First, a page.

When Libyan poet Khaled Mattawa was 13 years old, Muammar Qaddafi’s regime conducted public hangings of alleged traitors in Mattawa’s home city of Benghazi. And he saw his independent-minded father, overcome by terror, plaster a giant picture of Qaddafi onto the side of the family car.
Thirty-four years later, Mattawa, 46, feels “complete and utter pride” as the residents of Benghazi have finally risen up—and launched the rebellions that are now sweeping across Libya. “This is the moment we’ve been waiting for,” Mattawa said in a Monday phone interview. “Everything good about Benghazi that I know has appeared in the last few days.”
But little in Mattawa’s life story could have offered much hope for a scene like this week’s.
Throughout his childhood in Libya, Mattawa was required to study the “Green Book”—Qaddafi’s bizarre abridged version of socialism and so-called “democracy”—that banned all dissension. “My memories are tainted by this sense of raw fear,” he says. “And there’s an atmosphere of hostility that Qaddafi’s regime has promoted among people. He’s used Libya’s tribalism to sow the seeds of division.”
In 1979, on their parents’ urging that they’d find better opportunities abroad, 14-year-old Mattawa and his 18-year-old brother set off alone for the United States. (His parents and four sisters remained in Libya.)
While attending high school in Louisiana and college in Tennessee, Mattawa often worried that he or his family would be targeted by Qaddafi’s regime. Libyans living abroad were often suspected of plotting against the dictator, and Libyans in Greece and the US were purportedly assassinated by Qaddafi agents. Anyone who lived abroad and came back to Libya, Mattawa says, “would have been clearly tossed in jail, and probably not allowed to leave the country for quite some time.”
As a result, Mattawa found himself “stranded in the US.” Realizing that he’d “waited nine years and Qaddafi wasn’t going anywhere,” Mattawa began charting his American career as a poet, author, and literary translator. (He’s since earned two master’s degrees, published his poetry in prestigious literary journals, and won an American Academy of Poets award. He is now an assistant professor of creative writing at the University of Michigan.)
After Qaddafi’s son, Seif, convinced his father to allow more freedoms in Libya, Mattawa and other expatriates began returning to the country. After 21 years away, Mattawa finally reunited with his relatives in 2000, and he made at least 10 trips since then. On one of these visits in 2004, Mattawa met his future wife; the couple now live in Michigan with their four-year-old daughter.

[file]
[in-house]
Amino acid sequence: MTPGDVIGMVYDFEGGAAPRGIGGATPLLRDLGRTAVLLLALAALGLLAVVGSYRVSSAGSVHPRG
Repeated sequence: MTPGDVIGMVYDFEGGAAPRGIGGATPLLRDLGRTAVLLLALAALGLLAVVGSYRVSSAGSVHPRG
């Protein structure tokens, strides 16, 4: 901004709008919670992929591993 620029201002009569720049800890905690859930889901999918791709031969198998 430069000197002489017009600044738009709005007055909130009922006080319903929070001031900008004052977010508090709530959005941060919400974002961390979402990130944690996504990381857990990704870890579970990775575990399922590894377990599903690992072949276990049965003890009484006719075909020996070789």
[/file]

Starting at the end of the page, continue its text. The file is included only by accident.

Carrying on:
Relatives on both sides of the family have gotten nervous whenever Mattawa says or writes something that is critical of Qaddafi’s regime. Yet Mattawa says he experienced little police harassment during his stays in Libya. This is presumably because he “never went out of [his] way to become an opposition figure or an oppositional intellectual.” Mattawa says that, throughout his career, he’s been honest but guarded anytime he criticized the regime.
But Mattawa “threw this cautiousness to the wind” when the Libyan uprisings began last week.
Initially, he posted information on Facebook and Twitter under an alias. But he quickly decided to reveal his identity. “I said, the hell with it! The time has come. The people have gone through the ultimate dismissal of fear by offering their lives…I really had no business being cautious.” Mattawa recently took his activism a step further when he slammed the Qaddafi regime in an interview on Democracy Now.
While Libya’s telephone lines are becoming increasingly unreliable, Mattawa is still speaking daily to his relatives. One of his nephews was shot in the leg, yet continues to demonstrate in Benghazi. Mattawa’s close friend Idris Al-Mesmari, a famous Libyan novelist, surrendered and was taken into custody after Qaddafi thugs raided his home and attacked his family members with knives and machetes. And Mattawa’s 65-year-old cousin has been missing for two days.
“Of course, we’re very worried about [my cousin],” he says with a heavy sigh. “But what I keep telling myself is that it’s not really about any one person. It’s not even about the country, really. It’s become something deeply human.
“It’s not a great comfort to think this way, but, if something has happened to him, did I ever imagine [he] would meet his maker in this honorable way?”